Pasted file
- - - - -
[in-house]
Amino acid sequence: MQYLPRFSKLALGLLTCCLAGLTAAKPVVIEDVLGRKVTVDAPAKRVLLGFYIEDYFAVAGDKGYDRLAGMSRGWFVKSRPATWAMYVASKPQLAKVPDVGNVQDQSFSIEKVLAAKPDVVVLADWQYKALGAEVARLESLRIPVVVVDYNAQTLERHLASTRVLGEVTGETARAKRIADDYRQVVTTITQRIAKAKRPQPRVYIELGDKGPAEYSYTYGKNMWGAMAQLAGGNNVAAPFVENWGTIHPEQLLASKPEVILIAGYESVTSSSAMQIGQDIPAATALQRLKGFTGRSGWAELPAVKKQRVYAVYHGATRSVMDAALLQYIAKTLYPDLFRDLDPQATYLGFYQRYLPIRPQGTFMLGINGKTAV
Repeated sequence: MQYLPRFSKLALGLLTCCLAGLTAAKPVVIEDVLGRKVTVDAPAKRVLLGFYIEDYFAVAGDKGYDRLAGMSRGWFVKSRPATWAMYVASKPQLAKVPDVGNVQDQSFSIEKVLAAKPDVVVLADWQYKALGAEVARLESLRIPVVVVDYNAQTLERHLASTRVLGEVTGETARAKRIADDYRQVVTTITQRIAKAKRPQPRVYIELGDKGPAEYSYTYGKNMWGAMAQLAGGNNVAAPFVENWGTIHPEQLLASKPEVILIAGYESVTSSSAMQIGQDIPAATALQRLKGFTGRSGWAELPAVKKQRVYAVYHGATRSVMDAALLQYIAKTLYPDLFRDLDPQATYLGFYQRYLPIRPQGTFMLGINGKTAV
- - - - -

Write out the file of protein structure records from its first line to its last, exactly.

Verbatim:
[in-house]
Amino acid sequence: MQYLPRFSKLALGLLTCCLAGLTAAKPVVIEDVLGRKVTVDAPAKRVLLGFYIEDYFAVAGDKGYDRLAGMSRGWFVKSRPATWAMYVASKPQLAKVPDVGNVQDQSFSIEKVLAAKPDVVVLADWQYKALGAEVARLESLRIPVVVVDYNAQTLERHLASTRVLGEVTGETARAKRIADDYRQVVTTITQRIAKAKRPQPRVYIELGDKGPAEYSYTYGKNMWGAMAQLAGGNNVAAPFVENWGTIHPEQLLASKPEVILIAGYESVTSSSAMQIGQDIPAATALQRLKGFTGRSGWAELPAVKKQRVYAVYHGATRSVMDAALLQYIAKTLYPDLFRDLDPQATYLGFYQRYLPIRPQGTFMLGINGKTAV
Repeated sequence: MQYLPRFSKLALGLLTCCLAGLTAAKPVVIEDVLGRKVTVDAPAKRVLLGFYIEDYFAVAGDKGYDRLAGMSRGWFVKSRPATWAMYVASKPQLAKVPDVGNVQDQSFSIEKVLAAKPDVVVLADWQYKALGAEVARLESLRIPVVVVDYNAQTLERHLASTRVLGEVTGETARAKRIADDYRQVVTTITQRIAKAKRPQPRVYIELGDKGPAEYSYTYGKNMWGAMAQLAGGNNVAAPFVENWGTIHPEQLLASKPEVILIAGYESVTSSSAMQIGQDIPAATALQRLKGFTGRSGWAELPAVKKQRVYAVYHGATRSVMDAALLQYIAKTLYPDLFRDLDPQATYLGFYQRYLPIRPQGTFMLGINGKTAV